Philip Britts (1917-1949) was a scientist, poet, and pacifist, who wrote these poems during World War II.
That my white lamb is being carried off
In steel-like talons to the unknown hills
And is a lost speck only, in the sky –
That is not the chief thing;
Or that I did not have the strength or skill
To drive off the attacker, to defeat
Merciless claw and swift unerring beak
Or shattering wing;
But my fist is smashed and bloody
And my arm is a scarlet rag,
Showing I struck at the eagle . . .
And that is the chief thing.
Down the Years
Down the years a murmur runneth,
Bleeding hearts that wince in pain,
While the boasting politicians
Vaunt the claims of man in vain.
Building cities, stone on stubble,
Seeking safety in their might,
Till they grind the men to rubble
With their bombers of the night.
Through the earth there runs a challenge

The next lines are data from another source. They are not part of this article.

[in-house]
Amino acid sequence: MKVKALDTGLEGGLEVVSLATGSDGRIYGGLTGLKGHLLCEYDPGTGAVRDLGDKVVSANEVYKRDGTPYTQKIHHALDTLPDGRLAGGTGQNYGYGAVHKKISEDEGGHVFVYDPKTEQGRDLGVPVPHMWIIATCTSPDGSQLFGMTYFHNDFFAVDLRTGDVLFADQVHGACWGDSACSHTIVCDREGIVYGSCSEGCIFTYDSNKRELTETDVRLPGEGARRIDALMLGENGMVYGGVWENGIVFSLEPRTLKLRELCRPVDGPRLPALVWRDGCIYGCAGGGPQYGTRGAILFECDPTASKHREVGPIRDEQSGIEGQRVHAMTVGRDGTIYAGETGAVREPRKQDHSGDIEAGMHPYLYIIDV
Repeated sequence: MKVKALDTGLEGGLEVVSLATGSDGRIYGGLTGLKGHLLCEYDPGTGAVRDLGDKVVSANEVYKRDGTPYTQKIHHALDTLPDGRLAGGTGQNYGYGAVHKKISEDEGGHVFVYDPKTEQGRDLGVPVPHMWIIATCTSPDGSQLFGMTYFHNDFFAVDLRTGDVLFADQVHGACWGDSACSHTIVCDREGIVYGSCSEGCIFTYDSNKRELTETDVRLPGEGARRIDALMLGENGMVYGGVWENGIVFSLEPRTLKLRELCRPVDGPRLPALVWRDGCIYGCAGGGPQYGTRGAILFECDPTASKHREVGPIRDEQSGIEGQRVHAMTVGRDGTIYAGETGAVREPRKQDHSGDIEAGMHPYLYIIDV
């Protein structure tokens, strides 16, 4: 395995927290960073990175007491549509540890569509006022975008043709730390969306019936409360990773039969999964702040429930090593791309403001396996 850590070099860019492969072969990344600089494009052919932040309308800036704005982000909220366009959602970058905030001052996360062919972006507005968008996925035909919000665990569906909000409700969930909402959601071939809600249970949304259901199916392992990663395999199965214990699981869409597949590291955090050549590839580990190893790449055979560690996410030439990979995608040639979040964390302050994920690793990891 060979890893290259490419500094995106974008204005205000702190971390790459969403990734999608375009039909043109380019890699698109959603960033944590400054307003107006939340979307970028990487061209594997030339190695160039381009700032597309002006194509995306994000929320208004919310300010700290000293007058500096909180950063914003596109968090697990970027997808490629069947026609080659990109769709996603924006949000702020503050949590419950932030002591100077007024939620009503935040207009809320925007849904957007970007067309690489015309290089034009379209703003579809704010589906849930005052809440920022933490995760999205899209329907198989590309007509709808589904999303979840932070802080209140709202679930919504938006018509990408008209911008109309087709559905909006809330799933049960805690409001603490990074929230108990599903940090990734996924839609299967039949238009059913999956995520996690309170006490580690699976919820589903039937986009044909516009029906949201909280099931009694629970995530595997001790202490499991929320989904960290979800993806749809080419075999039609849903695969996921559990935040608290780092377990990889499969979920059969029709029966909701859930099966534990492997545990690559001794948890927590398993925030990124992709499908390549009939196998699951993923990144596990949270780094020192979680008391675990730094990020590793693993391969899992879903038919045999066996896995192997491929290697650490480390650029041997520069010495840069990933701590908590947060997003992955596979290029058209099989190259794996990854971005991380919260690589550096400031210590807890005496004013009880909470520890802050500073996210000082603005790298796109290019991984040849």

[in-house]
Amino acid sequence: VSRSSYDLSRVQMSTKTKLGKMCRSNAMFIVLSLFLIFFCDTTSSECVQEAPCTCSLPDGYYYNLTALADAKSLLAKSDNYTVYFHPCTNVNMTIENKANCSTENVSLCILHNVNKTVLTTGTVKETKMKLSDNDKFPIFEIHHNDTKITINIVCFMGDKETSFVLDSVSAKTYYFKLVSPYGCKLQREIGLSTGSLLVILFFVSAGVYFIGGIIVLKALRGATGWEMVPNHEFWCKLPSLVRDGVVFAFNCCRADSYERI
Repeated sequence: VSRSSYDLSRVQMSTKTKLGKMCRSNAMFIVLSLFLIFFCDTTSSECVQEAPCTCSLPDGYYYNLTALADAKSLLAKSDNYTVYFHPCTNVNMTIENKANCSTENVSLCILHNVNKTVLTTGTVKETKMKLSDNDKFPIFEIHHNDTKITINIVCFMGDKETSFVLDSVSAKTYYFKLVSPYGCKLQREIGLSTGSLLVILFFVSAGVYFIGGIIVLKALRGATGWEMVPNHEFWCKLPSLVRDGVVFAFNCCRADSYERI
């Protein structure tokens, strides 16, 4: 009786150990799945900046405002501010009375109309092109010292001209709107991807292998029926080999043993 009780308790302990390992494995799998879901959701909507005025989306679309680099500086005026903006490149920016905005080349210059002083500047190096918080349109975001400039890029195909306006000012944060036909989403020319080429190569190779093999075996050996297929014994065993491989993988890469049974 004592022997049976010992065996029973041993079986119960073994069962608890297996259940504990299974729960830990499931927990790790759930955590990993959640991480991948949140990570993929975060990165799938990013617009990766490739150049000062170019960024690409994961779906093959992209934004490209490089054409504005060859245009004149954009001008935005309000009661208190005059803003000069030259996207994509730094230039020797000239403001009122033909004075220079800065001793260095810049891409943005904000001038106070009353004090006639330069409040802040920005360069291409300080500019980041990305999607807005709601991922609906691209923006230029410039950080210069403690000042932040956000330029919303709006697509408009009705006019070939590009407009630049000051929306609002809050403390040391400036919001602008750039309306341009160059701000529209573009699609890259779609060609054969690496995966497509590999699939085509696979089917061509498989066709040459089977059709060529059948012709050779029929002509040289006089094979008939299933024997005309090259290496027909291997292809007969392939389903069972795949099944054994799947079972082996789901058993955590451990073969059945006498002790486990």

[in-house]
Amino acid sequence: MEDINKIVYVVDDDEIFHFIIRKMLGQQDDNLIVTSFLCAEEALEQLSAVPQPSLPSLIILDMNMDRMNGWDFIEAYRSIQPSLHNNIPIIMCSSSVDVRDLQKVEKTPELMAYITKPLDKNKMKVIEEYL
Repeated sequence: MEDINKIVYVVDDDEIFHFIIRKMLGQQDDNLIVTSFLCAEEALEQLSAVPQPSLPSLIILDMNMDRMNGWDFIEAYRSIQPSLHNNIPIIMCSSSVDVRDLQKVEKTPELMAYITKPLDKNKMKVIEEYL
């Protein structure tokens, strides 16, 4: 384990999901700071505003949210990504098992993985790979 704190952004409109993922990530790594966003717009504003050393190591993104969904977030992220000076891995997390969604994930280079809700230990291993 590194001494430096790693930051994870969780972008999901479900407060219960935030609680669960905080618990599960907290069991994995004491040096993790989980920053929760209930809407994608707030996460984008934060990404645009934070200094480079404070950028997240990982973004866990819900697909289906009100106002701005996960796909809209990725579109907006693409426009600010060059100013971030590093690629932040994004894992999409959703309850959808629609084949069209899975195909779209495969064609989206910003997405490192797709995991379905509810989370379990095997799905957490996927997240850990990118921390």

Clearer than the trumpet call:
"Oh, forsake your ancient folly,
Build the Brotherhood of all.
"Seek the city that God buildeth,
City of the heart and hand,
Not beyond the grave of shadow,
Here on earth, in your own land."
Philip Britts, 1944
There is a Calling
There is a calling in the ears of men –
A wind that whistles in the city street,
Calling them back, to long-forgotten ways,
Blowing the sands of havoc 'round their feet.
There is a vision in the eyes of men –
Of fair wide fields, where gleams the honest plough,
Guided by hands of brotherhood and peace,
Far other than the hands that guide it now.
There is a struggle in the hearts of men –
A groping of the lonely in the fight,
Urging them on a road but dimly seen,
Towards faint music and a distant light.
O may that music swell, that light increase,
And hearts be strengthened in the inward strife,
That men may hear, and see, and struggle on,
Seek a new world, and find a truer life.
Philip Britts, 1946